Link to Pubmed [PMID] – 16115863
J. Biol. Chem. 2005 Oct;280(43):35859-67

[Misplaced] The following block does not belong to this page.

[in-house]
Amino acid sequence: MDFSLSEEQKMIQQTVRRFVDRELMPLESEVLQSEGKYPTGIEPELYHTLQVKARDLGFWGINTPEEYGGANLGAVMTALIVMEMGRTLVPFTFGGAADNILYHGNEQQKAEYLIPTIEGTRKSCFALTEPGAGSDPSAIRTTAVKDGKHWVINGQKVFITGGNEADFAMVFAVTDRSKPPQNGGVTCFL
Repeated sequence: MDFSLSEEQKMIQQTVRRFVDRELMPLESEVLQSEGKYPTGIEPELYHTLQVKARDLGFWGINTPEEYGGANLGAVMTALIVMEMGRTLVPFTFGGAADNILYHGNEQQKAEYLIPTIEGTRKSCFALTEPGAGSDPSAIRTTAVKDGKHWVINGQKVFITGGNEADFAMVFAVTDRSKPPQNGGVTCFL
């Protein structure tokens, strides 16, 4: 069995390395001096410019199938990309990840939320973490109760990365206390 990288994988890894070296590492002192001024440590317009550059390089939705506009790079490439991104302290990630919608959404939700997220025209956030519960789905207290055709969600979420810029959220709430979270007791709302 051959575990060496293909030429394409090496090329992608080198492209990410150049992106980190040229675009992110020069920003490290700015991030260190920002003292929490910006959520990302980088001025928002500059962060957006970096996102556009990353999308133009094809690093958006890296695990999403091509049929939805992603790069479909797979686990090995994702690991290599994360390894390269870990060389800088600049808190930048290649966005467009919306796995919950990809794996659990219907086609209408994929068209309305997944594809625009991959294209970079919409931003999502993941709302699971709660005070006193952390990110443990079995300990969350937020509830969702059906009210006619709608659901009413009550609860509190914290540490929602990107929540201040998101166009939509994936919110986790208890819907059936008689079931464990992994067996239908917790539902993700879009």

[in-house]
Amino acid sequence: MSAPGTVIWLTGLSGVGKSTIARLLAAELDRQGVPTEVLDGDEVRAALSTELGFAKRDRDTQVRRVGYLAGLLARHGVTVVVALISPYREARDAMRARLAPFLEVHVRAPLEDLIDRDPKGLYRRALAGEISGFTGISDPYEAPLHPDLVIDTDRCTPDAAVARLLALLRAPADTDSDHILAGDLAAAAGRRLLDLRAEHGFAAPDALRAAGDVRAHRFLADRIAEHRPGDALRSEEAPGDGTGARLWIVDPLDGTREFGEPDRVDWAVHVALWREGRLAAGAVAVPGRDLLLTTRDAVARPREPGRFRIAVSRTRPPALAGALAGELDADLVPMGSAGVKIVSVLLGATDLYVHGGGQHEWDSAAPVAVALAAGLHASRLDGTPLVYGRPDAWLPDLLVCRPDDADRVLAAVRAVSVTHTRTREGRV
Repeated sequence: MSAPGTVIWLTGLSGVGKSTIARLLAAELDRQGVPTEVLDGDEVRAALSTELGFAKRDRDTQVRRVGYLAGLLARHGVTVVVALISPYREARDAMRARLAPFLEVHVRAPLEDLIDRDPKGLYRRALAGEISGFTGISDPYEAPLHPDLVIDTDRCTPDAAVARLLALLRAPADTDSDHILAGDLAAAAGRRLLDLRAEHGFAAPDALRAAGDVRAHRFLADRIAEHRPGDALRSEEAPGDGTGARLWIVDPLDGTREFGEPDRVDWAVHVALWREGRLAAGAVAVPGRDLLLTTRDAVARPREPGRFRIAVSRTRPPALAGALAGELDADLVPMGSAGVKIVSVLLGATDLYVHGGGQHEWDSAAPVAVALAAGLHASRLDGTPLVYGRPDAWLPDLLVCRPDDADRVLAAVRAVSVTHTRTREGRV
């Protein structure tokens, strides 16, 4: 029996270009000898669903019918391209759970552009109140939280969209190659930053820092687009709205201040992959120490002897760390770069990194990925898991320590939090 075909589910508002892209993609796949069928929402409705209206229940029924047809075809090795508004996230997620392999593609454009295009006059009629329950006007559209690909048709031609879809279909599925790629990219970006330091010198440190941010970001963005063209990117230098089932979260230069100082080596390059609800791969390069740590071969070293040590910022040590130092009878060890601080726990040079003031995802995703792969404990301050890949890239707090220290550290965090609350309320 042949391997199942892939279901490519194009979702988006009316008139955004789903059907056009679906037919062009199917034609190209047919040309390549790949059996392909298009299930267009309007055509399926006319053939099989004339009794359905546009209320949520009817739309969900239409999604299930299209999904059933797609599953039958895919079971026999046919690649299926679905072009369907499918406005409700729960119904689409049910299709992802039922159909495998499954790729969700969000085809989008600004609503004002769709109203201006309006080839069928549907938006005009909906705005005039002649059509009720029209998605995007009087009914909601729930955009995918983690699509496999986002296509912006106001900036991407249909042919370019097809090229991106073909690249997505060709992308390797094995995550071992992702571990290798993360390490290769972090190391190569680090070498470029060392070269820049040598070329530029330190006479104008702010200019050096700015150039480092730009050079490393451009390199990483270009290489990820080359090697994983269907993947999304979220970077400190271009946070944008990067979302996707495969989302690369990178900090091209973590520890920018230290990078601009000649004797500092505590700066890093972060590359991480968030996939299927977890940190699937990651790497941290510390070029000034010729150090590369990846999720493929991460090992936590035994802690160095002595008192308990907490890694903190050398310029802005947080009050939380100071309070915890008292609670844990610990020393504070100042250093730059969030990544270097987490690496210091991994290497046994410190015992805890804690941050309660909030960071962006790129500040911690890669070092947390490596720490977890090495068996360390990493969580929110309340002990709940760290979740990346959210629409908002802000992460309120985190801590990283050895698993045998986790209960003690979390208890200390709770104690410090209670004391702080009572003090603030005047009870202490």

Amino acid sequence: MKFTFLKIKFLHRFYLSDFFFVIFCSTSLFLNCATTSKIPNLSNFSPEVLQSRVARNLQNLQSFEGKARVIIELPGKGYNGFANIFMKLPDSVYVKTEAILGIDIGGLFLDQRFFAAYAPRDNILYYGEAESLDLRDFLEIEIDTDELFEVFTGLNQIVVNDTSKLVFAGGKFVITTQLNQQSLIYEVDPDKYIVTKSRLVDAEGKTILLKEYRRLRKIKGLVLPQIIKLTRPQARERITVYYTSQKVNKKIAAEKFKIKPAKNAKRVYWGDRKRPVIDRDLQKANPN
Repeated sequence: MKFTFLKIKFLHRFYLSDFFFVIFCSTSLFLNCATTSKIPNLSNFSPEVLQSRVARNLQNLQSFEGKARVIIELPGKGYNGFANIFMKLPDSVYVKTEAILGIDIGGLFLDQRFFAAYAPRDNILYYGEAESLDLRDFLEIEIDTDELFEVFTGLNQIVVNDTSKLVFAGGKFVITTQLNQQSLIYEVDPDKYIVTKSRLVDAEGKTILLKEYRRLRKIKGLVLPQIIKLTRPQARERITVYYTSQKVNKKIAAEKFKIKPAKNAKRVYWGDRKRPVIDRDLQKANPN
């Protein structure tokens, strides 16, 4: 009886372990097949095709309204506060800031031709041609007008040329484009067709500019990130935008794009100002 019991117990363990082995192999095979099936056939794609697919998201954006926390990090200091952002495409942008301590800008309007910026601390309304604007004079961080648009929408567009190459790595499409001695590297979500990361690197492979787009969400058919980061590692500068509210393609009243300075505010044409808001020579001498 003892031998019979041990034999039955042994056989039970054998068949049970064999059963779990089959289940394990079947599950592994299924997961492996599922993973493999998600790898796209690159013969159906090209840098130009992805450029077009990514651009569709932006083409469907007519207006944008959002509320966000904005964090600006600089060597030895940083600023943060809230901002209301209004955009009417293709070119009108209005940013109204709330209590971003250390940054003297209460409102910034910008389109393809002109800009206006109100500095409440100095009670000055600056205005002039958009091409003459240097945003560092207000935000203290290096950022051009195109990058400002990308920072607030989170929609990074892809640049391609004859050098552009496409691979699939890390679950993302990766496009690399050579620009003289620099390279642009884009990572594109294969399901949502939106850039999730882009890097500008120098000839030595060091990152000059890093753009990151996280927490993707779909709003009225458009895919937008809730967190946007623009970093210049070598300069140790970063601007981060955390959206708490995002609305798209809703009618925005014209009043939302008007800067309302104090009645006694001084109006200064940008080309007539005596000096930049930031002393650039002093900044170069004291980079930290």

NOD2/CARD15 is the first characterized susceptibility gene in Crohn disease. The Nod2 1007fs (Nod2fs) frameshift mutation is the most prevalent in Crohn disease patients. Muramyl dipeptide from bacterial peptidoglycan is the minimal motif detected by Nod2 but not by Nod2fs. Here we investigated the response of human peripheral blood mononuclear cells (PBMCs) from Crohn disease patients not only to muramyl dipeptide but also to several other muramyl peptides. Most unexpectedly, we observed that patients homozygous for the Nod2fs mutation were totally unresponsive to MurNAc-L-Ala-D-Glu-meso-diaminopimelic acid (DAP) (M-Tri(DAP)), the specific agonist of Nod1, and to Gram-negative bacterial peptidoglycan. In contrast, PBMCs from a patient homozygous for the Nod2 R702W mutation, also associated with Crohn disease, displayed normal response to Gram-negative bacterial peptidoglycan. In addition, the blockage of the Nod1/M-Tri(DAP) pathway could be partially overcome by co-stimulation with the Toll-like receptors agonists lipoteichoic acid or lipopolysaccharide. Investigation into the mechanism of this finding revealed that Nod2fs did not act as a dominant-negative molecule for the Nod1/M-Tri(DAP) pathway, implying that the blockage is dependent upon the expression or activity of other factors. We demonstrated that PBMCs from Nod2fs patients express high levels of the peptidoglycan recognition protein S, a secreted protein known to interact with muramyl peptides. We proposed that through a scavenger function, peptidoglycan recognition protein S may dampen M-Tri(DAP)-dependent responses in Nod2fs patients. Together, our results identified a cross-talk between the Nod1 and Nod2 pathways and suggested that down-regulation of Nod1/M-Tri(DAP) pathway may be associated with Crohn disease.